I’m not a fan of whole life insurance. But since I continue to hear this absurdity that whole life is the only good option for individuals who are maxing out their 401k and IRA, I brought the financial experts with me in this post.
Whole life is not your only investment option if you’re maxing out your 401k or can’t contribute to an IRA. Especially if you don’t even need life insurance!
Please consider the following prior to spending a penny on whole life insurance!
401k Alternatives to Consider Before Whole Life
If you haven’t already done so, I would first go to a CFP and offer them a fee to look at your entire financial plan before speaking to any agents about whole life.
Remember commissioned salespeople generally make for horrible financial advisors since they’re hopelessly biased toward selling their OWN product first.
CFP’s, such as those at AIO Financial, are not only responsible but have a fiduciary duty to tell you what’s best for YOU.
I’m most comfortable recommending fee-only ones since they aren’t compensated by which investment you choose.
Here are a few alternate investment ideas I would discuss with a CFP.
(Note: These are written for a W2 Employee in mind.)
#1 – Taxable Account
Multiple personal finance experts like Larry Ludwig from Investor Junkie and Eric McClain from McClain Lovejoy Financial Planning will tell you a regular taxable brokerage account is one of your best options.
With long term capital gains at just 20%, this option provides liquidity and flexibility (you can take it out whenever you want) and low expenses.
CFP and NerdWallet contributor Adam Funk, from SavingsCoach.com, says:
Sophisticated investors don’t shy away from taxable accounts. For example, you’ll see them buy and hold Warren Buffett’s Berkshire Hathaway stock for years. It’s liquid if necessary and they don’t pay dividends, so they’re only on the hook for low, long term capital gains tax when/if they sell.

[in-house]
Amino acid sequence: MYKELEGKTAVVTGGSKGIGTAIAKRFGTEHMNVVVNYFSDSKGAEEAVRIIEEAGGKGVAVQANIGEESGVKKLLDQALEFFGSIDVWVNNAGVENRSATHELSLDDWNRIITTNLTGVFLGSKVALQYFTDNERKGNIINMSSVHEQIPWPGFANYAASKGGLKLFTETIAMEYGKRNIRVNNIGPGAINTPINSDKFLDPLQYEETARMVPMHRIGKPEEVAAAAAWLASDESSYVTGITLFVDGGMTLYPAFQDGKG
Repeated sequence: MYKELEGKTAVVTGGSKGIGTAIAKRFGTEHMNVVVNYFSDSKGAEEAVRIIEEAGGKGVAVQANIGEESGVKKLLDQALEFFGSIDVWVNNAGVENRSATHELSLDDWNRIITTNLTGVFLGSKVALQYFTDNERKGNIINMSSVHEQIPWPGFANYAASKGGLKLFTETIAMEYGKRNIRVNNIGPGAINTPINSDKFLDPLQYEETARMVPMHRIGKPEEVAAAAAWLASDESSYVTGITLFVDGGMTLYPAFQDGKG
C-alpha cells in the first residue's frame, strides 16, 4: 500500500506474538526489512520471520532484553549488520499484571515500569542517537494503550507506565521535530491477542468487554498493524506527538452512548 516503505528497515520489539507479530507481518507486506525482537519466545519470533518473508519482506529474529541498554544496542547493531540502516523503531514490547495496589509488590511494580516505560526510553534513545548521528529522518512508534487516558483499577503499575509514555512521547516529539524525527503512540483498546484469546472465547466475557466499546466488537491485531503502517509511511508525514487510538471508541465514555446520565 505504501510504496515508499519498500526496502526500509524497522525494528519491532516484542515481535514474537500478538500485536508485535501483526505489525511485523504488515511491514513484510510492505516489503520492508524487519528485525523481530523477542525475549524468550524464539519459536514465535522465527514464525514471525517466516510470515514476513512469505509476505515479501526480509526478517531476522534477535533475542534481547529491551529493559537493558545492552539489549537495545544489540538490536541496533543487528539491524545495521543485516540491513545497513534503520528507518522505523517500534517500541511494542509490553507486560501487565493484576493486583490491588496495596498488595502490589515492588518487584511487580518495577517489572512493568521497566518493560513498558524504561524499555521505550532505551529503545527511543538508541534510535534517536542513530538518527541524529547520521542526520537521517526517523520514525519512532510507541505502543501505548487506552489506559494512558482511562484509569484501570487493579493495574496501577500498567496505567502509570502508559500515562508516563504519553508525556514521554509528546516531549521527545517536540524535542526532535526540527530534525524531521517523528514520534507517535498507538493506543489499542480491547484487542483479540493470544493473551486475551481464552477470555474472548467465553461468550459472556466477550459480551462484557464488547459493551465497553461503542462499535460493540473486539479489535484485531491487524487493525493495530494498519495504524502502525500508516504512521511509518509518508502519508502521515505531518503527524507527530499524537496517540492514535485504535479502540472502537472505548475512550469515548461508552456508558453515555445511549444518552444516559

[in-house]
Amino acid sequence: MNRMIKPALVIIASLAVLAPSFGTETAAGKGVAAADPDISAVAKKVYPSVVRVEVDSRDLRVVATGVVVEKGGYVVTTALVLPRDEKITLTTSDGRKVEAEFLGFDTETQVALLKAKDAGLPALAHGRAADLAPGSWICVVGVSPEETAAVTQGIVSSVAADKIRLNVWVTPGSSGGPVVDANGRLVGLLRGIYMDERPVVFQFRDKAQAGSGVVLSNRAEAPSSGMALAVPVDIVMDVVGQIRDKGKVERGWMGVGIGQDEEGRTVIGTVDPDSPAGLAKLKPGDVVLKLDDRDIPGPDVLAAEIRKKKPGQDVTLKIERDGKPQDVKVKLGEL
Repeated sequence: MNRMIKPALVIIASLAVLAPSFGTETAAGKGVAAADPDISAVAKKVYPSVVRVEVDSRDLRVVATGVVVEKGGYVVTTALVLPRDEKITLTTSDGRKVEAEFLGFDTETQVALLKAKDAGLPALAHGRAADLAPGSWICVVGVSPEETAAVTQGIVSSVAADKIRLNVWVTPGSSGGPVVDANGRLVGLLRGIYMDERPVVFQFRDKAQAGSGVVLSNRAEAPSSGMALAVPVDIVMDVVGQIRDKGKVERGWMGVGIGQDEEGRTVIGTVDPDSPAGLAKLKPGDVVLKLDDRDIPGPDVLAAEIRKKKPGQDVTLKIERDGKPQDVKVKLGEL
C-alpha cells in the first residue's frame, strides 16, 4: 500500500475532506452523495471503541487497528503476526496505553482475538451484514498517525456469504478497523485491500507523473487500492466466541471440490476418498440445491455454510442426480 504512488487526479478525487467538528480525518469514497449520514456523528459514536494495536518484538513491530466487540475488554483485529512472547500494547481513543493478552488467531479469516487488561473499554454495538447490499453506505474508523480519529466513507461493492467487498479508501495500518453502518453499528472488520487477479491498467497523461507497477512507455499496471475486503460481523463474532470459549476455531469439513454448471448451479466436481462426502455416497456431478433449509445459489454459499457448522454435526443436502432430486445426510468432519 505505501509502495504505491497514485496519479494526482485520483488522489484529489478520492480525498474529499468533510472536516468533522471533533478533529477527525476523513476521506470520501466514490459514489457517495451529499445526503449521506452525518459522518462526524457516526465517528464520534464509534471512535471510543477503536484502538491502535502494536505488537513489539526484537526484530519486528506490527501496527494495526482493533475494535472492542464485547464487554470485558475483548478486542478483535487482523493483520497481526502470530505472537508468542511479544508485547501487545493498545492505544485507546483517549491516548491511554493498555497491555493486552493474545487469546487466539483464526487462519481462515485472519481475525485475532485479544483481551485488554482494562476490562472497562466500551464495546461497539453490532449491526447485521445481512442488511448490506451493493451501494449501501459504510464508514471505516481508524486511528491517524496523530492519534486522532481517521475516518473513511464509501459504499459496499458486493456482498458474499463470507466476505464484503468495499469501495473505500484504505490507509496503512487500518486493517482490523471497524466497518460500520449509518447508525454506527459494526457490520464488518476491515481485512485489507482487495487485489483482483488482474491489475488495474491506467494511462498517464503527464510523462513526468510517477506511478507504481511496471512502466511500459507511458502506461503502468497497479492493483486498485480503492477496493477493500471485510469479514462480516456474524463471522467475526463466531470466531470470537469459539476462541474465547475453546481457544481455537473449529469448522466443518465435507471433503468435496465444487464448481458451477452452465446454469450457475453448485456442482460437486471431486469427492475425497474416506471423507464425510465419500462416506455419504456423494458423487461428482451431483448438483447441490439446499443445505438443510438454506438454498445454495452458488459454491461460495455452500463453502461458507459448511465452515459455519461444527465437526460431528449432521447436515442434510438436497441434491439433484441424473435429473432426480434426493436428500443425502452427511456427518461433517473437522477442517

If you’re wondering how a taxable account could possibly measure up to a tax haven like whole life insurance, it’s probably because you’re focusing solely on the tax benefits of whole life.
In reality, the tax benefits aren’t that great considering most people don’t even break even for the first 10 years in whole life. What good is tax-free access to funds that have no gains?
Plus, you shouldn’t just be considering tax benefits.
Todd Tresidder from Financial Mentor says,
It all comes down to mathematical expectancy or net ROI after tax. The fact that an investment has tax benefits is great, but that’s only one aspect of performance! Say a stock is 100% taxable in a non-qualified account, but it has a 50% return. Its ROI is still incredible. That’s why if you’re simply considering the tax benefits of whole life insurance, you’re taking your eye off the ball.
My personal opinion (if you’re not good at valuing companies) is to just invest in a handful of ETF’s that track the major indexes like the S&P 500 (IVV), the Aggregate Bond Index (AGG), and the MSCI Emerging Markets Index (EEM), among others.
You could simply fill out a risk assessment form on a site like WealthFront and instantly see (and mirror) the strategy they would put you in.